Julia Child would have been 100 years old this month. In her honor, KQED and PBS will be celebrating her centennial in the weeks leading up to her birthday on August 15. Thinking about Child's many contributions to the way we eat, talk, and think about food, it's instructive to go back to see how her original television show, The French Chef, became a hit. In its cookbook tie-in, The French Chef Cookbook, Child explains the unexpected way that her fifty-year career in television got its start.
All it took were twenty-seven letters sent to the studios of Boston's public television station, WGBH-TV. At the time Mastering the Art of French Cooking was published, a Parisian friend of the Childs, Beatrice Braude, was working at the station. Braude suggested promoting the book with an appearance by Julia on one of the station's book-review programs. Julia agreed, and hoping to "liven things up a little," arrived for her interview bearing a dozen eggs and an eye-catchingly huge copper bowl. During the talk, Child pulled out a whisk, grabbed her enormous bowl, and showed how the right flick of the wrist could turn a few egg whites into a mountain of billowing froth. Much to everyone's surprise, more than two dozen viewers wrote in, asking for more from the French chef with the flutey voice and American attitude.
This was the early 1960s. French chef Rene Verdon was cooking in the White House. First Lady Jacqueline Kennedy spoke French to European heads of state while wearing Chanel and Givenchy. Jet travel was booming; suddenly, for those who could afford it, a trip to Europe meant a few hours on a plane, not a week on a ship. In the right place at the right time came Julia, an indomitable, sunny-faced Californian able to translate the elegant mysteries of French cuisine for television-watching, supermarket-shopping Americans. WGBH asked Julia if she'd like to try making three pilot shows, each thirty minutes, demonstrating the French way of cooking. Julia agreed, only to find out that the station's studio had burned to the ground a few months before. They found makeshift accomodation in a display kitchen at the Boston Gas Company. Equipment was loaded into the Childs' station wagon, unloaded in the gas company's lobby, and with barely a rehearsal, the first show was taped. As Child wrote,
It was out of the question for us to film a live show since we had only two cameras attached by long cables to a mobile bus. Besides, with an absolutely amateur performer, it would have been far too risky. We decided, however, that it would be taped as though it were live. Unless the sky fell in, the camera failed or the lights went off, there would be no stops, and no corrections--just a straight thirty minutes from start to finish. This was a good fundamental decision, I think. I hate to stop. . . Besides, I would far prefer to have things happen as they naturally do, such as the mousse refusing to leave the mold, the potatoes sticking to the skillet, the apple charlotte slowly collapsing. One the secrets of cooking is to learn to correct something if you can, and bear with it if you cannot."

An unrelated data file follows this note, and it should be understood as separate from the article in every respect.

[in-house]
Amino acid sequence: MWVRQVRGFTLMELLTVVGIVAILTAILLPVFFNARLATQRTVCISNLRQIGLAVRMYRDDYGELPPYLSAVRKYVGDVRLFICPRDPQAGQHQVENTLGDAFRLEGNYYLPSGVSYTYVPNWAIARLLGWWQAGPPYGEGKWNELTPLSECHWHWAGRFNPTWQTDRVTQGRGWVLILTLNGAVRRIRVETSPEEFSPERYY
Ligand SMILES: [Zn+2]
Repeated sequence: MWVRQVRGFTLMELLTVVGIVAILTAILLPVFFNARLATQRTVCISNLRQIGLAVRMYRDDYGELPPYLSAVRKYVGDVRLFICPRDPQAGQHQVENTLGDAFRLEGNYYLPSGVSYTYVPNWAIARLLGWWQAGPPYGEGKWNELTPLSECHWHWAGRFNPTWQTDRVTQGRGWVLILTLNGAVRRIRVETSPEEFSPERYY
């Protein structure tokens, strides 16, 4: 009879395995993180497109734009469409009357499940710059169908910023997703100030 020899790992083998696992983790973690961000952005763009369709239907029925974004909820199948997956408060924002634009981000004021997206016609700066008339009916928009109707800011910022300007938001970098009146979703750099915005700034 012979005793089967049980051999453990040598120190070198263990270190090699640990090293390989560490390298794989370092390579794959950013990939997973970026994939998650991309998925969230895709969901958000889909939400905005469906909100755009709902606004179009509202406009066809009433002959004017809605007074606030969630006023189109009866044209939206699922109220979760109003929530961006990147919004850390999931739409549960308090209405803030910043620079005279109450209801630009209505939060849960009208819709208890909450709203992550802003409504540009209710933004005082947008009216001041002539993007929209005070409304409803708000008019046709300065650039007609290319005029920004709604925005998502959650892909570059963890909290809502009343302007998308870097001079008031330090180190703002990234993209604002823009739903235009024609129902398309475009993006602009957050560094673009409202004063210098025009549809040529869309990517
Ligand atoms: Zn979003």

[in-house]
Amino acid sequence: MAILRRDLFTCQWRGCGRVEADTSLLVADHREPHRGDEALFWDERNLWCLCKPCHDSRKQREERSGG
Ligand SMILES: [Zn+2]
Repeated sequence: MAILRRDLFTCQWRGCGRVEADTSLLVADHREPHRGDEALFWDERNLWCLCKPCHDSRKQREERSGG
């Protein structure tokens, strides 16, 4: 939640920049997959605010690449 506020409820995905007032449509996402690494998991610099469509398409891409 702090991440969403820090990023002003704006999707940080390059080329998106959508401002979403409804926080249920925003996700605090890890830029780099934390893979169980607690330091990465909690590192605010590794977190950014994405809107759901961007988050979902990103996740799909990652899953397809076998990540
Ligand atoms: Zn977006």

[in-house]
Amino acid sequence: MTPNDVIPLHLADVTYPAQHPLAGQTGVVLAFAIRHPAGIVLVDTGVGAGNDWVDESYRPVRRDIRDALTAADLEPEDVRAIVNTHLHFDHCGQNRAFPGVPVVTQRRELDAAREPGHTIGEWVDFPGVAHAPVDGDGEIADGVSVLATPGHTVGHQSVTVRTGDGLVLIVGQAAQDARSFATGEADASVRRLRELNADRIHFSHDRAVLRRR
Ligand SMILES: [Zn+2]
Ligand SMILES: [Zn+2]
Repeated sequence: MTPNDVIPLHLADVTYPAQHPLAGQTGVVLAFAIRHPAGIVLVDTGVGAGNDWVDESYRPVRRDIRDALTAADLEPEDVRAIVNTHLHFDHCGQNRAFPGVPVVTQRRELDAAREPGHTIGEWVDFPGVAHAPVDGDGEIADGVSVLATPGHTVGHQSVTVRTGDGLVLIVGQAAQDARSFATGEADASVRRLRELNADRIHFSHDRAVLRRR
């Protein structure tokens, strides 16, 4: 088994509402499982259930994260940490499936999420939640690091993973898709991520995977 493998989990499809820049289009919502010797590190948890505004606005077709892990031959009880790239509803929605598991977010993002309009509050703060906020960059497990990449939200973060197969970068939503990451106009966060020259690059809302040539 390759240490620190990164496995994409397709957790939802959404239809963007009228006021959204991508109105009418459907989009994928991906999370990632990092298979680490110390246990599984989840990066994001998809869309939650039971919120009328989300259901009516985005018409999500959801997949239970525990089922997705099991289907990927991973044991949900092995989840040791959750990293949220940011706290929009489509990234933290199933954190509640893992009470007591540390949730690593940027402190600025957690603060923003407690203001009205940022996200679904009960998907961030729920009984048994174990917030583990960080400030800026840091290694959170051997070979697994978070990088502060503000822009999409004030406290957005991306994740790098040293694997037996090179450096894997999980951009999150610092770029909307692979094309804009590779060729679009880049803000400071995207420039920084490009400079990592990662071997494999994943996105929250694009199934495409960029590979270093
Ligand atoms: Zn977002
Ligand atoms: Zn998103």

Watching that first show, which aired on July 26, 1962, Child wrote,
There was this woman tossing French omelettes, splashing eggs about the place, brandishing big knives, panting heavily as she careened around the stove, and WGBH-TV lurched into educational TV's first cooking program."
Because the genre was so new, the station gave Child free rein to develop the show her own way, without focus groups or media training.The show found a semi-permanent home in the Cambridge Electric Company's display kitchen, located in a spacious loft that, conveniently, had three entrances: a front stairway, a freight elevator, and a fire escape descending into the parking lot.
Nobody at WGBH had the slightest idea what we were cooking in our loft until the cameras were lugged up the outside fire escape at 10 o'clock on Wednesdays and Fridays to beging the tapings. . . [Assistant Producer] Ruth Lockwood and I had complete freedom to work up anything we wished and to present it in any manner we chose."
Since this was educational television, however, Child wanted "to demonstrate that [French cooking] is not merely good cooking, but that it follows definite rules...I, myself, will not do anything unless I know why." She didn't just sauté and flambé, she explained the whys and hows for whipping egg whites, perfecting emulsions like mayonnaise or hollandaise sauce, or clarifying a stock, all as a means of "taking the bugaboo out of French cooking."